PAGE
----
Every year he says he is on the look-out for UK port acquisitions. He was saying so again yesterday, adding that the country has far too many port operators and that consolidation is the way forward.
Mr Furlong is conscious that the gearing at Mersey, which also owns the Chatham and Sheerness ports in the South-East, is only 35 per cent, leaving plenty of ammunition for a deal. There are 100 or so ports in Britain, mostly run by small companies, with others controlled by local authorities or trusts. So far, though, no one is playing ball.
Not that Mersey needs a deal. Its half-year figures yesterday showed a 7.5 per cent rise in pre-tax profits to pounds 25.6m, despite lower turnover caused by the ending of sludge disposals at sea.
But the group's margins are improving as volumes of less profitable cargo, such as oil and grain, give way to higher margin products such as fruit and cars. The group is looking for a full percentage point margin gain each year as this process continues
Overall, record freight volumes were recorded in containers and in Irish Sea roll-on-roll off cargo, reflecting the booming Irish economy.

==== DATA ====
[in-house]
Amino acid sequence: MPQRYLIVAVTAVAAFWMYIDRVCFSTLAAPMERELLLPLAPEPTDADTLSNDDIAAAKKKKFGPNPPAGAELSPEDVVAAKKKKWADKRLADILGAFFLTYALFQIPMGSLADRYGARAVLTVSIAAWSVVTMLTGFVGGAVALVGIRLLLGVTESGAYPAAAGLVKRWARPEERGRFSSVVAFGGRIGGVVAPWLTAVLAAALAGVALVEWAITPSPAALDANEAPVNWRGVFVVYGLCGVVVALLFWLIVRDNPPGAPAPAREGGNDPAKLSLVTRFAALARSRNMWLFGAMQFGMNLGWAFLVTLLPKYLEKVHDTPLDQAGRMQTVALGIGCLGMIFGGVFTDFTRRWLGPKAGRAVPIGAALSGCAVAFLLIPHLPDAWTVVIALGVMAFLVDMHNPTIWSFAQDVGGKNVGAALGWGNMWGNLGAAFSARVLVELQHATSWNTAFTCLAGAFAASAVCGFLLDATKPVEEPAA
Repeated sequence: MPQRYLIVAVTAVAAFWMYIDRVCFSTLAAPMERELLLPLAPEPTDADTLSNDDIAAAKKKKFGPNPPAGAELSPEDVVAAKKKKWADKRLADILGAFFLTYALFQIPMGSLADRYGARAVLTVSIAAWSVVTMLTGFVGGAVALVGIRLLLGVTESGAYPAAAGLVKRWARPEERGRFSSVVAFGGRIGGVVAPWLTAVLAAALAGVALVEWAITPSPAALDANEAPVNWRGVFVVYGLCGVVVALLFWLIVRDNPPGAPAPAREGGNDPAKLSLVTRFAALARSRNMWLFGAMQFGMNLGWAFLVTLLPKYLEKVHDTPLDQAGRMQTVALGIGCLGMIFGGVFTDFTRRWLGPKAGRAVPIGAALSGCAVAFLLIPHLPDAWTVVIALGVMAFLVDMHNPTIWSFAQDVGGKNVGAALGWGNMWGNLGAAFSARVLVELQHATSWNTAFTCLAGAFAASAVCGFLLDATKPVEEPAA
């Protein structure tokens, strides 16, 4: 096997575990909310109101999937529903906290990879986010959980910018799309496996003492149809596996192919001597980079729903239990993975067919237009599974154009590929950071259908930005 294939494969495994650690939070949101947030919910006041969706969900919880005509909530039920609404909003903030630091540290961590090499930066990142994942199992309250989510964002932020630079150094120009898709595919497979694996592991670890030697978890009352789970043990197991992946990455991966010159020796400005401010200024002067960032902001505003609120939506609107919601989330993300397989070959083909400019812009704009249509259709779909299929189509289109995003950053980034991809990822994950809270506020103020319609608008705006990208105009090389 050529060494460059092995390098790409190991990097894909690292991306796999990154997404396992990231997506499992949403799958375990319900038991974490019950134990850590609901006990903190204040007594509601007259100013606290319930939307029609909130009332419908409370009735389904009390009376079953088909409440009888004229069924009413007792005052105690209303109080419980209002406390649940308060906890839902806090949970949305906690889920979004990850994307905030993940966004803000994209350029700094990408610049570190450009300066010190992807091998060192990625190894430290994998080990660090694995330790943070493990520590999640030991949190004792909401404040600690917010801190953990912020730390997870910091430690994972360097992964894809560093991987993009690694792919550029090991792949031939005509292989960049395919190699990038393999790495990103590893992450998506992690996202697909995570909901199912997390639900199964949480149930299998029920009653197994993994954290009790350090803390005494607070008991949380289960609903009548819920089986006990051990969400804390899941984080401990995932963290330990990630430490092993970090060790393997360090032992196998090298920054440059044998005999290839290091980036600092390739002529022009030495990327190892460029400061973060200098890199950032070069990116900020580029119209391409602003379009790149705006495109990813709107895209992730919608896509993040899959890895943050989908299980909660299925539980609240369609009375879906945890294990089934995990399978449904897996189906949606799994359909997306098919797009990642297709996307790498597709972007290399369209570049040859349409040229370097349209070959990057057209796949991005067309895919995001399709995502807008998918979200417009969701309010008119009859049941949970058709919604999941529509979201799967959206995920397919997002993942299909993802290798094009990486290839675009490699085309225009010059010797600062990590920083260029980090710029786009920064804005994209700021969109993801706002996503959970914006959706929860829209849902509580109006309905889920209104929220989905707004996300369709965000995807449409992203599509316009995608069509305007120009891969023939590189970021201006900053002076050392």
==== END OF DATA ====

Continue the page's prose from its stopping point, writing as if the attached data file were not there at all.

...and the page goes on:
Port consultancy is a small but growing part of the business, and Mersey has started work on a grain terminal in Mombasa, Kenya.
This may be an unglamorous sector, but analysts point out that Mersey Docks has improved its earnings per share by an average of 19 per cent a year over the past decade.
On WestLB Panmure's full-year profit forecast of pounds 51m the shares, which closed 34.5p higher at 516p yesterday, are trading on a forward multiple of 12. That rating is a discount to both the sector and the market, which appears to be undeserved. The shares are good value.Reuse content